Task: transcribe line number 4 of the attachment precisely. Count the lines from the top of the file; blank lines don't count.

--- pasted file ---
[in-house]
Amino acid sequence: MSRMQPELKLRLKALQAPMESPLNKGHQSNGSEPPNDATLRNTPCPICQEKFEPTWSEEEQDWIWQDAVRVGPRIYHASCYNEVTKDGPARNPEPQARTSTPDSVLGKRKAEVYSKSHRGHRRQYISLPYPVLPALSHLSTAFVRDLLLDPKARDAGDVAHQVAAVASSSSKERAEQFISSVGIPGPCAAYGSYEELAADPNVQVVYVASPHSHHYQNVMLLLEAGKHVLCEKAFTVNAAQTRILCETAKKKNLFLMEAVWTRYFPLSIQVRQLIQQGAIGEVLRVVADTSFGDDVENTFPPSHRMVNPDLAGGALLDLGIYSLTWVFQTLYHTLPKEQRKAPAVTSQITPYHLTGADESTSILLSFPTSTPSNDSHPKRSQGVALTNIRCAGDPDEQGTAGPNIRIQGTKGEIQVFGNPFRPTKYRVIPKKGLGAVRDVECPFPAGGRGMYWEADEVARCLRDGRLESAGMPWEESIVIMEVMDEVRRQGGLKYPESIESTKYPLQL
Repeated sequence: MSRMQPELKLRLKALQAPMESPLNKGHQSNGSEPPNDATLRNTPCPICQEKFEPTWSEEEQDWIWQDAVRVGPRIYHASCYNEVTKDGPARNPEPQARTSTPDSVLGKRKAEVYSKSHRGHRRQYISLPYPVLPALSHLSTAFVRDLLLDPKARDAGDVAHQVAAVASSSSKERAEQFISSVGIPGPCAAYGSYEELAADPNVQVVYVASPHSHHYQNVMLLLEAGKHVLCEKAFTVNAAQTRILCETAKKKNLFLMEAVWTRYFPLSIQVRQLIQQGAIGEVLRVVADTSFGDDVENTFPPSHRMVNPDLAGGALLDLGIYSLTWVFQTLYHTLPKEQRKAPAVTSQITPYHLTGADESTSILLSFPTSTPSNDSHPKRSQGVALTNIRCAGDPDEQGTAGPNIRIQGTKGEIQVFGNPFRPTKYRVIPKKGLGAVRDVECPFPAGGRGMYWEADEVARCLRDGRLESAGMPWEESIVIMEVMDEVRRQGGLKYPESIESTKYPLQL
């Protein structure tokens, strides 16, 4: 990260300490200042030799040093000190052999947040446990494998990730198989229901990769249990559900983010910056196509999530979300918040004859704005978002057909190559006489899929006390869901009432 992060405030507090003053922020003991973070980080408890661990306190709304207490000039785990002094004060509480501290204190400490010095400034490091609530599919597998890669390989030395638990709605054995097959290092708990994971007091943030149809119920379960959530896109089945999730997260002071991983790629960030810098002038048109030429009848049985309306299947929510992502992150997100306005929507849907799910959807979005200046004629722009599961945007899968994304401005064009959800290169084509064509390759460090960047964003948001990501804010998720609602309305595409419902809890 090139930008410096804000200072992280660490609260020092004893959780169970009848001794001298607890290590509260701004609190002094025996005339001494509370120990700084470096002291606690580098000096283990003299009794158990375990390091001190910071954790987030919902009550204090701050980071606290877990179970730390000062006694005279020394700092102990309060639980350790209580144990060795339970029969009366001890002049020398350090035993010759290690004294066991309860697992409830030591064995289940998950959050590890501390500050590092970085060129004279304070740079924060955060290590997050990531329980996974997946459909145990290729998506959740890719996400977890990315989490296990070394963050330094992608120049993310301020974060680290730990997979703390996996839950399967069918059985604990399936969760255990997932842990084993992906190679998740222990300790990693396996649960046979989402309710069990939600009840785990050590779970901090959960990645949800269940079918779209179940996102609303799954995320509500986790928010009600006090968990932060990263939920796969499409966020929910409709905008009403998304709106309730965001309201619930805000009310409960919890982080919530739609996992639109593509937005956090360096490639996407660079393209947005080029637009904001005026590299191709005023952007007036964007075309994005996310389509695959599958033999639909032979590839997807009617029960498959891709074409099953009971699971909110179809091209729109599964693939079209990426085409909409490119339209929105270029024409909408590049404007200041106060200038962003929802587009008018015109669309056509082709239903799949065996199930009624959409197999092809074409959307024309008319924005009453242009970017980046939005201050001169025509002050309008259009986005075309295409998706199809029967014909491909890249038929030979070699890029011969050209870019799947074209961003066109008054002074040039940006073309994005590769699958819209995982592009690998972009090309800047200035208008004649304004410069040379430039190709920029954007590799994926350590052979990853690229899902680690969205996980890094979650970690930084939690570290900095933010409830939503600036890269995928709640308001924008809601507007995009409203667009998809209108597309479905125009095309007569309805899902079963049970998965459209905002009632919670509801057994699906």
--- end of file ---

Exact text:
């Protein structure tokens, strides 16, 4: 990260300490200042030799040093000190052999947040446990494998990730198989229901990769249990559900983010910056196509999530979300918040004859704005978002057909190559006489899929006390869901009432 992060405030507090003053922020003991973070980080408890661990306190709304207490000039785990002094004060509480501290204190400490010095400034490091609530599919597998890669390989030395638990709605054995097959290092708990994971007091943030149809119920379960959530896109089945999730997260002071991983790629960030810098002038048109030429009848049985309306299947929510992502992150997100306005929507849907799910959807979005200046004629722009599961945007899968994304401005064009959800290169084509064509390759460090960047964003948001990501804010998720609602309305595409419902809890 090139930008410096804000200072992280660490609260020092004893959780169970009848001794001298607890290590509260701004609190002094025996005339001494509370120990700084470096002291606690580098000096283990003299009794158990375990390091001190910071954790987030919902009550204090701050980071606290877990179970730390000062006694005279020394700092102990309060639980350790209580144990060795339970029969009366001890002049020398350090035993010759290690004294066991309860697992409830030591064995289940998950959050590890501390500050590092970085060129004279304070740079924060955060290590997050990531329980996974997946459909145990290729998506959740890719996400977890990315989490296990070394963050330094992608120049993310301020974060680290730990997979703390996996839950399967069918059985604990399936969760255990997932842990084993992906190679998740222990300790990693396996649960046979989402309710069990939600009840785990050590779970901090959960990645949800269940079918779209179940996102609303799954995320509500986790928010009600006090968990932060990263939920796969499409966020929910409709905008009403998304709106309730965001309201619930805000009310409960919890982080919530739609996992639109593509937005956090360096490639996407660079393209947005080029637009904001005026590299191709005023952007007036964007075309994005996310389509695959599958033999639909032979590839997807009617029960498959891709074409099953009971699971909110179809091209729109599964693939079209990426085409909409490119339209929105270029024409909408590049404007200041106060200038962003929802587009008018015109669309056509082709239903799949065996199930009624959409197999092809074409959307024309008319924005009453242009970017980046939005201050001169025509002050309008259009986005075309295409998706199809029967014909491909890249038929030979070699890029011969050209870019799947074209961003066109008054002074040039940006073309994005590769699958819209995982592009690998972009090309800047200035208008004649304004410069040379430039190709920029954007590799994926350590052979990853690229899902680690969205996980890094979650970690930084939690570290900095933010409830939503600036890269995928709640308001924008809601507007995009409203667009998809209108597309479905125009095309007569309805899902079963049970998965459209905002009632919670509801057994699906």